The summer after the first year of law school is an opportunity to begin putting theory into practice. Three students did just that at the chief staff attorney’s office for the Supreme Court of Virginia.
For Etahjayne Harris, Katie Love, and Kathleen Pulver, working at the Supreme Court provided access to cases experienced by very few lawyers.
“The Supreme Court receives some of the most unique legal issues, as they are at the highest level of appeal,” Pulver said. “Many cases addressed situations that most people will never encounter, or only encounter once, as a lawyer.”
Pulver said her days in the chief staff attorney’s office were often spent reviewing the records of cases on appeal — including transcripts and opinions from the trial court and court of appeals — and writing a memo about the case. These memos were used by the Supreme Court to determine which cases to review and to see if the case filings complied with court rules. The interns sometimes included their own recommendations on whether appeals should be granted and provided independent legal analysis.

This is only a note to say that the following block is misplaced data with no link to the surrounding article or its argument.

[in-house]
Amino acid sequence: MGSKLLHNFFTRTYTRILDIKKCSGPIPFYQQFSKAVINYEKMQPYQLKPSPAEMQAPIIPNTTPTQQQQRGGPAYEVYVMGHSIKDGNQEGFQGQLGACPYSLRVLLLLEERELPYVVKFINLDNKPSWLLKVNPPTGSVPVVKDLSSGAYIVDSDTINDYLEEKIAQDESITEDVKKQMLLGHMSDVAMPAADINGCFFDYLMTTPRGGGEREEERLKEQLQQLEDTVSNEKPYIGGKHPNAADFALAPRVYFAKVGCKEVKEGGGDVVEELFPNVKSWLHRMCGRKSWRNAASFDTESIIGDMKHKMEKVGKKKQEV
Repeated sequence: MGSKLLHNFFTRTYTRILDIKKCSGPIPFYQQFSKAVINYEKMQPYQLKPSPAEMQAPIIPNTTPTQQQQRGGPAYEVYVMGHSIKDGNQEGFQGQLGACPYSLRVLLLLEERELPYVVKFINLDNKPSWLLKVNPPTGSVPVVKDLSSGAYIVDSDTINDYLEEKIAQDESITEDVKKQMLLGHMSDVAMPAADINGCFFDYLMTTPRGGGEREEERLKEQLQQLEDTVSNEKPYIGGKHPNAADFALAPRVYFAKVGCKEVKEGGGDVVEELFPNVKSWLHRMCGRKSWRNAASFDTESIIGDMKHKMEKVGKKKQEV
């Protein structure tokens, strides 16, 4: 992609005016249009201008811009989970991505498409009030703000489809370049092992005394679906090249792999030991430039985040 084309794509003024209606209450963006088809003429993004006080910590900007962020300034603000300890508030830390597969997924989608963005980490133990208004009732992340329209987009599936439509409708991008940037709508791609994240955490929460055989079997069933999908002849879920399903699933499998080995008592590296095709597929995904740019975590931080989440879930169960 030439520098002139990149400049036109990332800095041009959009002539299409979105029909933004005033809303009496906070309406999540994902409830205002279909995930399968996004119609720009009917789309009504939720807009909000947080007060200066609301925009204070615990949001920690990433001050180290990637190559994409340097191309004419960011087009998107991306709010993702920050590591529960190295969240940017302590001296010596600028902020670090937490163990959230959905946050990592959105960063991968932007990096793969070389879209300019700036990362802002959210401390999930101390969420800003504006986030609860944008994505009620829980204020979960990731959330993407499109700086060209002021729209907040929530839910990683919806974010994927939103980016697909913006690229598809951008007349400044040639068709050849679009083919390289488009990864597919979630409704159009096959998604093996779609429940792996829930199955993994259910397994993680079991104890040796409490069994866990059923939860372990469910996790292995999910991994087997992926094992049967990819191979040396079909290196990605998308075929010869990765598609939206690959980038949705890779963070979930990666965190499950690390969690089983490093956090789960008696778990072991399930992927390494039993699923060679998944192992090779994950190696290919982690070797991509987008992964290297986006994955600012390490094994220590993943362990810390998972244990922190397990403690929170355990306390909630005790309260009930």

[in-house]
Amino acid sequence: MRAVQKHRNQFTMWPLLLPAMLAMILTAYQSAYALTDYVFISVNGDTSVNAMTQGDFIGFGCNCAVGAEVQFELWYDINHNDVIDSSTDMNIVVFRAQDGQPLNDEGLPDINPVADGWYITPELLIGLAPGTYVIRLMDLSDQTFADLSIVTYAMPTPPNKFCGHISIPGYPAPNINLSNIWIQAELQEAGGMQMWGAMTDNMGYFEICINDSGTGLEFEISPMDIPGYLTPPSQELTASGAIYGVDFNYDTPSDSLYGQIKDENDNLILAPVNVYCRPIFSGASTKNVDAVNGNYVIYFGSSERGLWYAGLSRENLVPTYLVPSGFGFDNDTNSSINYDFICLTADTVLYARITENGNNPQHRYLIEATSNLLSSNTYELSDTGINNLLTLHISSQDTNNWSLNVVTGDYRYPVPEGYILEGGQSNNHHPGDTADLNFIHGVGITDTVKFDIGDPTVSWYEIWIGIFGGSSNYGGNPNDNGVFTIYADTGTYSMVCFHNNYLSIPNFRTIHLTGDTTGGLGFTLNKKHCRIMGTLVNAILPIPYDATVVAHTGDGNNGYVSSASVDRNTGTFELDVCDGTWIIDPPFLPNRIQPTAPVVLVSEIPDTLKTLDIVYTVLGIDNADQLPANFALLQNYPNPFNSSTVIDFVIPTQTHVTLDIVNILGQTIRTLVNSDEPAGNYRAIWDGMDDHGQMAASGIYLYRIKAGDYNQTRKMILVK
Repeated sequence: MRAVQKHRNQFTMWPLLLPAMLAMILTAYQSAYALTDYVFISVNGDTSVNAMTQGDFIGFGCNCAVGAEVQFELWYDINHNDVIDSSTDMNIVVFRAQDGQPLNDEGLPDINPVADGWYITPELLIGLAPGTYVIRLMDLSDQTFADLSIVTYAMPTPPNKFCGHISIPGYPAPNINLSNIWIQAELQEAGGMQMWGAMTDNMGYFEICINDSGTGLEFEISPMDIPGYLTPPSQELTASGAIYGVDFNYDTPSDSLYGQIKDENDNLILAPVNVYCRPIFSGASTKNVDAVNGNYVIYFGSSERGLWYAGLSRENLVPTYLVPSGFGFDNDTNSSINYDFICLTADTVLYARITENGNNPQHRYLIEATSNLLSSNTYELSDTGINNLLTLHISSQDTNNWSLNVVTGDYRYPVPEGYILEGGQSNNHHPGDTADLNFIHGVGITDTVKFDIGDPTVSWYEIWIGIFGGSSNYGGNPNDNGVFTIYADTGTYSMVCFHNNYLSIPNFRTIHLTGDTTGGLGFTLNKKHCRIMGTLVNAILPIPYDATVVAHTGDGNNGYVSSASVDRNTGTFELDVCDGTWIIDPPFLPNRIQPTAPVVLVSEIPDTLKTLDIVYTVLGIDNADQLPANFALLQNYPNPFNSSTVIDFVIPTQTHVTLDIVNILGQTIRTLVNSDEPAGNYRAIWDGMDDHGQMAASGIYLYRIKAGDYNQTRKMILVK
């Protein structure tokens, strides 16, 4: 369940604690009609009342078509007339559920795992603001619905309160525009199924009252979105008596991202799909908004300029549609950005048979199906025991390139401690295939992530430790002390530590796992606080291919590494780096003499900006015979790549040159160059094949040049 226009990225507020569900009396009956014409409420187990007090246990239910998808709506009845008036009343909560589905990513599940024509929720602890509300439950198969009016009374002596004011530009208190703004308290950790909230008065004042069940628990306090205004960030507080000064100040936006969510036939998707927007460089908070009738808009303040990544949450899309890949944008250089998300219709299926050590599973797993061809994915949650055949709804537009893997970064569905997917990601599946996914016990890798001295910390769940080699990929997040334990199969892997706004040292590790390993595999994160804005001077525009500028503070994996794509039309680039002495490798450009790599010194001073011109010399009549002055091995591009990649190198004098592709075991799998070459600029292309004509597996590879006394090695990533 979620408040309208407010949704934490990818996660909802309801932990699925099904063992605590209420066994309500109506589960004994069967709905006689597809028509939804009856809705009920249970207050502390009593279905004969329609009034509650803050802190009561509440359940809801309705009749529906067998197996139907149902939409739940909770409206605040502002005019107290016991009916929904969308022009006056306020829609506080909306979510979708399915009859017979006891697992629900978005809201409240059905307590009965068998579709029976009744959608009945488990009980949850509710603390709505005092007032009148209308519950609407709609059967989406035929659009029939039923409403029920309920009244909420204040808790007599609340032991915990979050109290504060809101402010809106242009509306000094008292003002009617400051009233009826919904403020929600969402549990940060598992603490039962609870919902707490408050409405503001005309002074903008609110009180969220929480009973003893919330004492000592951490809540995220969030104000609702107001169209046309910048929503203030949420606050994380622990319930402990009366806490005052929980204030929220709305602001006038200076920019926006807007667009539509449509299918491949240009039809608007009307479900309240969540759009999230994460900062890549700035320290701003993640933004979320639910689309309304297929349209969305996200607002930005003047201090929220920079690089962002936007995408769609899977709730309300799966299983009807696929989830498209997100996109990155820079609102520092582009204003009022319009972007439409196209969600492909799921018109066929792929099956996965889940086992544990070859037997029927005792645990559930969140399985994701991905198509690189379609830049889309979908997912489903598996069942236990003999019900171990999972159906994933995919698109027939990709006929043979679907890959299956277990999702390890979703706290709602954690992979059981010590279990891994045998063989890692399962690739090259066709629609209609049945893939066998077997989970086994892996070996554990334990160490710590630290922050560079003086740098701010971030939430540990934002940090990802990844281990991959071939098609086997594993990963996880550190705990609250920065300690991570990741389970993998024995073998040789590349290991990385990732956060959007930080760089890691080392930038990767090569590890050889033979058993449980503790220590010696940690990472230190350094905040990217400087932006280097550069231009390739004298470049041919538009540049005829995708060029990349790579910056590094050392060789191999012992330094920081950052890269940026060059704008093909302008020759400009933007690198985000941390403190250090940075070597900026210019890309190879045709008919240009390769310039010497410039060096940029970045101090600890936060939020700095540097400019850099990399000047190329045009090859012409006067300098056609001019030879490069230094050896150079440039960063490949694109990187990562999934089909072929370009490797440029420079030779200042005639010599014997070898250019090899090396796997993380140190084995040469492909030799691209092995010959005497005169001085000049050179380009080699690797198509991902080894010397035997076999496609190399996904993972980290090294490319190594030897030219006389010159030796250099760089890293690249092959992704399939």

In addition to the look inside a distinctive work environment, the interns worked on a wide range of cases, such as “criminal appeals involving malicious wounding, grand larceny, and embezzlement charges,” Harris said.
That variety adds up to a pretty impressive summer experience.